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Academics: Abe Lincoln tried to deport slaves to the C'bean

Sunday, February 13, 2011 | 11:46 AM    

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LONDON, UK (CMC) – Two British academics say former United States President Abraham Lincoln, renowned for his campaign against slavery, wanted to send many American slaves to British colonies in the Caribbean. 

Phillip Magness and Sebastian Page claim in their forthcoming book, Colonisation After Emancipation: Lincoln and the Movement for Black Resettlement, that documents uncovered in British archives show that Lincoln was rather less enamoured by the prospect of a racially-united America than is often assumed.

The 16th US president is revered for winning the American Civil War (1861-65) and bringing an end to slavery.

Historians have earlier conceded that Lincoln proposed sending some of the freed slaves to new colonies, but they have dismissed it as a ruse designed to placate racist voters in the unified America.


But, according to Magness and Page, evidence from the British legation in Washington has turned up at the London-based National Archives, showing that Lincoln was serious about black colonization until his assassination in 1865.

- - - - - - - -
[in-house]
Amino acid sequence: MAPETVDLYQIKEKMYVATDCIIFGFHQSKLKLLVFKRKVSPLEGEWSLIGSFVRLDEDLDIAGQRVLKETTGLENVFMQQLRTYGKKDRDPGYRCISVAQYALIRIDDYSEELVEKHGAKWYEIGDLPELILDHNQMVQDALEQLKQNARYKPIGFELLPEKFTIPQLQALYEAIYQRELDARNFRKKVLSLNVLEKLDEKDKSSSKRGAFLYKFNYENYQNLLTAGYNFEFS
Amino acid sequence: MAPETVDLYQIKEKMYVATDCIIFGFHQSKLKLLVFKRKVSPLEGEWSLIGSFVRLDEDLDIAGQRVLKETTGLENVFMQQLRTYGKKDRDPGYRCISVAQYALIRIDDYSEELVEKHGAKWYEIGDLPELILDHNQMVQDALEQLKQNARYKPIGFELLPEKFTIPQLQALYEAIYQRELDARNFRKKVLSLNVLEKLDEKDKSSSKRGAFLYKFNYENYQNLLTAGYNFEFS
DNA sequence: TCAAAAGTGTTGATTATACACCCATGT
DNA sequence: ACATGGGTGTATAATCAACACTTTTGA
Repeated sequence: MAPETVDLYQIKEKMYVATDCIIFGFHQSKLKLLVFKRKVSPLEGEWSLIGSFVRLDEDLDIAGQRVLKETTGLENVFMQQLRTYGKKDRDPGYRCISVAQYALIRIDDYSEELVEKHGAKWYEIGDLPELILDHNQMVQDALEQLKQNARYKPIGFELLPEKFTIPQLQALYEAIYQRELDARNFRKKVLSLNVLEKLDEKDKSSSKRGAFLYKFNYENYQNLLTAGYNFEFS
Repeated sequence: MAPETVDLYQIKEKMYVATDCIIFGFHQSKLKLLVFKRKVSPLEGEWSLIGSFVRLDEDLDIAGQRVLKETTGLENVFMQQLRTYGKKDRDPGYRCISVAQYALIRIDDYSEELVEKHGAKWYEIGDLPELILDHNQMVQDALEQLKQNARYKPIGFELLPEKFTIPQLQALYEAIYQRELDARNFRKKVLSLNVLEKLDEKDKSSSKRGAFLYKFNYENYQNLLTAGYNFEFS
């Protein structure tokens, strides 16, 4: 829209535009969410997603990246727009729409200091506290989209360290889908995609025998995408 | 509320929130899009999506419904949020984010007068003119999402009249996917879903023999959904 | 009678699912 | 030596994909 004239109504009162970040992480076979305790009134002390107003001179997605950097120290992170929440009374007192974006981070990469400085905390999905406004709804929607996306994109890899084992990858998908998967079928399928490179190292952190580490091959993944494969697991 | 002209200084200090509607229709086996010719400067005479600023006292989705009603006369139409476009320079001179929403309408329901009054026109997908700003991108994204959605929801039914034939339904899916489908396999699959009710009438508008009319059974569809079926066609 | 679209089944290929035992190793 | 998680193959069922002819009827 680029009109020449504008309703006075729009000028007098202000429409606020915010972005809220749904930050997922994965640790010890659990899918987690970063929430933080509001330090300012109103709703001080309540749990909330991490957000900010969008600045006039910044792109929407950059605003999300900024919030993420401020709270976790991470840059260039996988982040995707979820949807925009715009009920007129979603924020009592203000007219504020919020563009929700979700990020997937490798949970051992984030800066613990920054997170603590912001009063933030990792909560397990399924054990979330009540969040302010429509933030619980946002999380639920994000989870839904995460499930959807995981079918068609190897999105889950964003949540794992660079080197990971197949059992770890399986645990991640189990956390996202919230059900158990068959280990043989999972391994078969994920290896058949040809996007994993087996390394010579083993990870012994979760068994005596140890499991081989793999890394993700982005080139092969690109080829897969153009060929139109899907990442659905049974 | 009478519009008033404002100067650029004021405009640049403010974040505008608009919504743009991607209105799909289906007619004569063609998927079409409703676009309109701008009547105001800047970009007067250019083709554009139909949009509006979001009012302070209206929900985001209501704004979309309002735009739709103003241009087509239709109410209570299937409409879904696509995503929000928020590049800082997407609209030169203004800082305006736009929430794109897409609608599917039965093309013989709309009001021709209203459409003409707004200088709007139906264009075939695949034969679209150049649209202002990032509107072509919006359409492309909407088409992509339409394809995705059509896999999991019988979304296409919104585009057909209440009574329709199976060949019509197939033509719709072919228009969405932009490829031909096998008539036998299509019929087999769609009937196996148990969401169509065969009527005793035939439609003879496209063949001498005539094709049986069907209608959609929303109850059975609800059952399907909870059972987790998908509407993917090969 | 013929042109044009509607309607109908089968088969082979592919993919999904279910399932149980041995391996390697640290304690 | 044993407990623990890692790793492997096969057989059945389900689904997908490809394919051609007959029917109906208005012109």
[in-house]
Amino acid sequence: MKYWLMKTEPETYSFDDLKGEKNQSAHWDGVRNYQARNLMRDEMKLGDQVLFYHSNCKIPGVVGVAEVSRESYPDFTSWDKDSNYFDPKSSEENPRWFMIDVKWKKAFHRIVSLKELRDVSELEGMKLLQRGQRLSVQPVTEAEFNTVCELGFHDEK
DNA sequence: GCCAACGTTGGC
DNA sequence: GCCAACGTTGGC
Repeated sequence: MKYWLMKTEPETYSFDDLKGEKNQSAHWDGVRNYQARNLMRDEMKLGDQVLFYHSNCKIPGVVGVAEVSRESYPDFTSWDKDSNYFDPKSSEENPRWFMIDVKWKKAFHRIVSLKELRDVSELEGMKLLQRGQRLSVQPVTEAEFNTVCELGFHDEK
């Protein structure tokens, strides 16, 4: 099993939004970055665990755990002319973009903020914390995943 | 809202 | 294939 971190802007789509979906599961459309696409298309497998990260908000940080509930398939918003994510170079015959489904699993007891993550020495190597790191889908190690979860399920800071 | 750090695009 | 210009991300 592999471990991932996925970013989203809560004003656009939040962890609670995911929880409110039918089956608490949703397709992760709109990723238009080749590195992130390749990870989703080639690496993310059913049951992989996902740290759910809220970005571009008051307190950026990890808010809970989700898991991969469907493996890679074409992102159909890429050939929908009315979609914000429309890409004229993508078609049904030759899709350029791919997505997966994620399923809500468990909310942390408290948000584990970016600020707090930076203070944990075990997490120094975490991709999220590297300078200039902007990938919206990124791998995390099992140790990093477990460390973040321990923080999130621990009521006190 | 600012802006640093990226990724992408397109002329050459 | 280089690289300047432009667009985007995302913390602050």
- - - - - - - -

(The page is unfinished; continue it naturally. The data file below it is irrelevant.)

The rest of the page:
The academics say shortly after Lincoln announced the freedom of America's four million slaves, with his historic 1863 Emancipation Proclamation, he authorized plans to set up freedmen's settlements in what is now Belize and Guyana.

They also say, even as black soldiers were dying for the Union cause and a mission to send 453 freed slaves to colonize a “pest-ridden island” off Haiti met with a disastrous small pox outbreak, Lincoln was “secretly authorizing” British officials to recruit hundreds of thousands of blacks for a new life on the sugar and cotton plantations of Central America.

Magness and Page say the documents show Lincoln personally met agents for the then-colonies of British Honduras and British Guiana and authorized them to go into the camps of the recently-freed slaves and find recruits.

Lincoln also considered a plan to get thousands of black soldiers out of the way after the civil war by sending them to Panama to build a canal, the academics say.

Page, a Fellow of The Queen’s College, Oxford, however, insists it was wrong to conclude Lincoln was a racist.

He says blacks had been lynched during recent race riots in New York and the president was motivated by a fear that the freeing of black slaves would cause serious racial strife.

In addition, he says Lincoln always made it clear that the emigration would be voluntary.

“I don’t think it was ever about any personal dislike for blacks,” Page told reporters here on Saturday.

“That said, that’s not to let him off the hook, because if you’re backing black colonisation you’re kind of putting your blessing on racism,” he added. “But he saw strife coming.”

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